This is my favorite way to make money in the stock market

I’ve been in the money making game for years. There is stuff that works and stuff that doesn’t. Multiple ways to make a fortune and multiple ways to blow up your account. You can win in this game investing in bonds and also win at this game using an options strategy. No one way is right. Find your niche and become an expert at it. That is how you win.

My niche is investing in the smallest companies around. Publicly traded companies with tiny market caps. I love companies no one else is looking at. Gone and forgotten. Untouchable by Wall Street giants. So illiquid that you have to be “poor” to invest in them. Microcaps. My bread and butter.

If you are managing under $10 million you should not be actively investing in the largest companies around. Do you really think you can compete with Bill Ackman, Warren Buffett or Chamath Palihapitiya? Managing a small sum of money gives you a huge competitive advantage. You can invest where the top investors cannot. You can make a meaningful position in the smallest, most illiquid and undervalued stocks around without moving the market. As Warren Buffett once stated:

“If I was running $1 million today, or $10 million for that matter, I’d be fully invested. Anyone who says that size does not hurt investment performance is selling. The highest rates of return I’ve ever achieved were in the 1950s. I killed the Dow. You ought to see the numbers. But I was investing peanuts then. It’s a huge structural advantage not to have a lot of money. I think I could make you 50% a year on $1 million. No, I know I could. I guarantee that.”

I love microcaps and the opportunity they offer individual investors that are managing a small pile of money. Given the liquidity constraints most microcap stocks have, institutional investors get priced out of them — YOU DON’T COMPETE WITH PROFESSIONAL INVESTORS. Your competition is other retail investors. I worked at a long/short hedge fund in New York City for ten years and found very few firms that focused on microcaps. You are your own competition.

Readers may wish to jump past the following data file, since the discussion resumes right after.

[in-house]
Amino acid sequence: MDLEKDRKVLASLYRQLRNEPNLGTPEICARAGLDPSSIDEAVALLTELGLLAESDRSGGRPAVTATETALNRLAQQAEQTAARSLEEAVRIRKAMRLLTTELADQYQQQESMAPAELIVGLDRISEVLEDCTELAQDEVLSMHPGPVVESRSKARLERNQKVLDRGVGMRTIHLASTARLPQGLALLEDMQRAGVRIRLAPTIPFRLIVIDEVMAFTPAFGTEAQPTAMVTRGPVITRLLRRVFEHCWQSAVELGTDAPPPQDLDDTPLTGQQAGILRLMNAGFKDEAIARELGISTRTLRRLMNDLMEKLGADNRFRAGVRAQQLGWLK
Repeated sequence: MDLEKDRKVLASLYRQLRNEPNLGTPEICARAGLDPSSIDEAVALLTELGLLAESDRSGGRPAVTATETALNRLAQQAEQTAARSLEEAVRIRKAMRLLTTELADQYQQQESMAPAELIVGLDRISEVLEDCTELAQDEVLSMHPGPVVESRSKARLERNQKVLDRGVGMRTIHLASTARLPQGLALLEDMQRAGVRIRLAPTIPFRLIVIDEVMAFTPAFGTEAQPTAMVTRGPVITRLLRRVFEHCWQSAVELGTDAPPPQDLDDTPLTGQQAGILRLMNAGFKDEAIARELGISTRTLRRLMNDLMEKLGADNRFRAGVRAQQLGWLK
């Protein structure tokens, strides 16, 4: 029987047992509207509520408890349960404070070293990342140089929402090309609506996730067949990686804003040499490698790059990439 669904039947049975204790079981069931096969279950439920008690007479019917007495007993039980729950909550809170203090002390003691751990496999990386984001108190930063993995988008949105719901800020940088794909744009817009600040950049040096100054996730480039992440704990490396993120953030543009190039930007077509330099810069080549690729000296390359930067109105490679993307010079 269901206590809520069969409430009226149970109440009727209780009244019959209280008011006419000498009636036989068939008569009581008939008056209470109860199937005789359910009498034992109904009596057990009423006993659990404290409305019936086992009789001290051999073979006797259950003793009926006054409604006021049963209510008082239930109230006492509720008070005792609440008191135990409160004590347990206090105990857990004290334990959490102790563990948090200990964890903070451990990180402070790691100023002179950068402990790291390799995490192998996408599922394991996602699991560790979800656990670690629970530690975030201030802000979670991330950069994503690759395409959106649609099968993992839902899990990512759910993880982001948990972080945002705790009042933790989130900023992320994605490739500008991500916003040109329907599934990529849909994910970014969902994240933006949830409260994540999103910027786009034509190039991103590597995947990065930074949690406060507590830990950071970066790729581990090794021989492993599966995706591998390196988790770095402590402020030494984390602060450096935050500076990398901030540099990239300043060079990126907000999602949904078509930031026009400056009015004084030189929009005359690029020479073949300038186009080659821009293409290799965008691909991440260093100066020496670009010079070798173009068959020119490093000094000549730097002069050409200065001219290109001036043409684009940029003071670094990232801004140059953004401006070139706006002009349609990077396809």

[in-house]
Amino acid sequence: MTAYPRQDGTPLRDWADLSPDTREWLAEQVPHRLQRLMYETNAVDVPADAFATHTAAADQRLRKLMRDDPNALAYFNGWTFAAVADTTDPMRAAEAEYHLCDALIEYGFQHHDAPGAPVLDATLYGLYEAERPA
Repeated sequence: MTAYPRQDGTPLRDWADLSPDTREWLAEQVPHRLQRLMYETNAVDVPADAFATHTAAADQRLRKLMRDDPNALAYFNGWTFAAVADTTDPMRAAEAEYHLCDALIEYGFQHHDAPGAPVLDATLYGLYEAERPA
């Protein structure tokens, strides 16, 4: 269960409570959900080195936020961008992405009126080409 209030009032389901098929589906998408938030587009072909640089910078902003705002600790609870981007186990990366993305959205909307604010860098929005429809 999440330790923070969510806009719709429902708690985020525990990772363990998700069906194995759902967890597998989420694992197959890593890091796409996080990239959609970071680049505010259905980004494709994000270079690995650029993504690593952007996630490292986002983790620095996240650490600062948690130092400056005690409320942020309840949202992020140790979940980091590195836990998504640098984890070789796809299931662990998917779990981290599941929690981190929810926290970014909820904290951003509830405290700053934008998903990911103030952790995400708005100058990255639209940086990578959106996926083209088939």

Most of these tiny companies trade under $1 million in volume per day. If you are trying to allocate $10 million to make a meaningful position, you would have to buy the majority stake in one of these small companies — which could take months, even years. And even if you do get a $10 million position in a company valued at only $50 million, have fun trying to get out of that stock when your original investment thesis blows up on you.

If you are managing $1 million, taking a $100,000 position (10%) in an illiquid microcap becomes much easier. You can get in with ease and exit whenever you want. Being “poor” becomes incredibly advantageous as a microcap investor.

In addition to the liquidity constraints, if you utilize rigorous fundamental analysis, researching and investing in these tiny companies makes your job a little easier.

Most of these small and illiquid companies only have one business segment — and that segment typically isn’t broken down into three different subsectors like you would find with a large-cap company. In fact, these small companies usually have easier to understand business models. And if you really are unsure about a specific driver, you can always call up the management team.

From my experience, getting on the phone with a CEO of a small company takes as much effort as sending a quick email or blasting out a cold call. They will usually speak with you. Now try and get Elon Musk or Jeff Bezos on the phone with you to help you with a question on their business. Almost as unlikely as winning the lottery.